According to the U.S. Census Bureau, Montana’s population growth increased nearly 10% between 2010 and 2020, outpacing the state’s housing unit growth by 6%. This is not mentioning the cost of building a new home has soared with private residential construction costs skyrocketing to 18% nationally between March 2021 to March 2022, as stated by the Census Bureau.
It has been a challenge for our industry to keep up with this significant demand increase. Not only are our schedules overwhelming, but we are also faced with the difficulty of trying to find individuals who want to work.
I know I can speak for all water well contractors when I say that drilling a well is made up of hard labor and long hours. Trying to find reliable people who have a good work ethic has proven to be like finding a needle in a haystack.
There is no question that this trade needs more workers—males and females alike—to help lighten the load of the drilling task and the high demand we face.
Historically, women represent a demographic of people who have been underutilized. As water well drilling continues to grow and change in more complex ways, I believe women can influence this opportunity to pursue various positions within our industry.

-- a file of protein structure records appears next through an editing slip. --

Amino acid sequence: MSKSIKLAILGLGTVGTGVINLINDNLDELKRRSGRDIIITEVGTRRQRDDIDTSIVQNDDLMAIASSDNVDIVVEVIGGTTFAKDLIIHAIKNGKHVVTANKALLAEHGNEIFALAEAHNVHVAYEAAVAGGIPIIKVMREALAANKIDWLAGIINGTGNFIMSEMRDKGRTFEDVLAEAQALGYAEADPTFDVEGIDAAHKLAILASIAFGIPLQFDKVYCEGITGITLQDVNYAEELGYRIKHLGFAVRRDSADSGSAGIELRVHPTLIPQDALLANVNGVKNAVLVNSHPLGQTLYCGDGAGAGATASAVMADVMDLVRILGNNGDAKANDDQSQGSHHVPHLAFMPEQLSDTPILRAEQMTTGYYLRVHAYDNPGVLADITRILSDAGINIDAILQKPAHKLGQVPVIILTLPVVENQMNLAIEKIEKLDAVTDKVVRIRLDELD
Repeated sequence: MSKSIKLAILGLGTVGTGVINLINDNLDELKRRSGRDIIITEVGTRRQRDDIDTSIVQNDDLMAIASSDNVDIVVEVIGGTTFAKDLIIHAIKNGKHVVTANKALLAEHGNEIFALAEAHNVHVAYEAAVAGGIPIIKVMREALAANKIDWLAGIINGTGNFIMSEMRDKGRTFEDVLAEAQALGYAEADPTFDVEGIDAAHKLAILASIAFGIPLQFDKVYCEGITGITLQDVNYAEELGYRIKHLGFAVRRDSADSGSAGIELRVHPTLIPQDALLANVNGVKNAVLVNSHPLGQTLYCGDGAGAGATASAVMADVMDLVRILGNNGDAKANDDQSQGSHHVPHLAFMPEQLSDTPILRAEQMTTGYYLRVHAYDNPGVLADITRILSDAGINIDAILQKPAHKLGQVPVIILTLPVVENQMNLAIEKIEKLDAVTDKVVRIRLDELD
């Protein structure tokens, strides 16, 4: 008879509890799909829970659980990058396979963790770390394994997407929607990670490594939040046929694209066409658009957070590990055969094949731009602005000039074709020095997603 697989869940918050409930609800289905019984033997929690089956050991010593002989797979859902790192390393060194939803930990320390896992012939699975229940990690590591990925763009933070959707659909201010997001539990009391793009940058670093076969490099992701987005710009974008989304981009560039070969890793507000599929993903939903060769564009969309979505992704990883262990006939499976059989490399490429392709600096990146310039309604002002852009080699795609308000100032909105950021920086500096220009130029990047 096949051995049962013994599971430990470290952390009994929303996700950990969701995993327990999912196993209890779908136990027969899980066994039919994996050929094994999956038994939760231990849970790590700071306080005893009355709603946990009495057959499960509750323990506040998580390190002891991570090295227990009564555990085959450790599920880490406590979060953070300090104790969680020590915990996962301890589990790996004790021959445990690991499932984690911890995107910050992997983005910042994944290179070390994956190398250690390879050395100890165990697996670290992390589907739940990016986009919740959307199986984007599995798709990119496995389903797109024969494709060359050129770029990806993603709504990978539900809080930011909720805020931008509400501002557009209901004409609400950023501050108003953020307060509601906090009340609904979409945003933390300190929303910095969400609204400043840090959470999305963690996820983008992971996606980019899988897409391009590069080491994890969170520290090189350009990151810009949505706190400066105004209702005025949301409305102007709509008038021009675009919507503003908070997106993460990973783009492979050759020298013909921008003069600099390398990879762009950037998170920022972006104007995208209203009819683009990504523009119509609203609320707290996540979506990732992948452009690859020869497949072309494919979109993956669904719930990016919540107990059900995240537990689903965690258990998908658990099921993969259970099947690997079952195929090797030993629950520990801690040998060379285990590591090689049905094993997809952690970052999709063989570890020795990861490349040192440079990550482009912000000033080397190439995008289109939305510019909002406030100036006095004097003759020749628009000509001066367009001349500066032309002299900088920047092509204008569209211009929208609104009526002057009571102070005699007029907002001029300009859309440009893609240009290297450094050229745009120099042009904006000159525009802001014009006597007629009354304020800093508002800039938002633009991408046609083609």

The options are vast when it comes to what one can try. It is a people-focused enterprise, so if you are up for a challenge, jump in! You won’t regret it.
Jaclyn O’Connor Giop is the office manager and accountant for O’Keefe Drilling Co. in Butte, Montana. She has a Monitoring Well Constructor’s license and serves on the Montana Contractors Association Education Foundation Board of Directors. In 2022, Giop was the Montana Water Well Drillers Association president. She can be reached at firstname.lastname@example.org.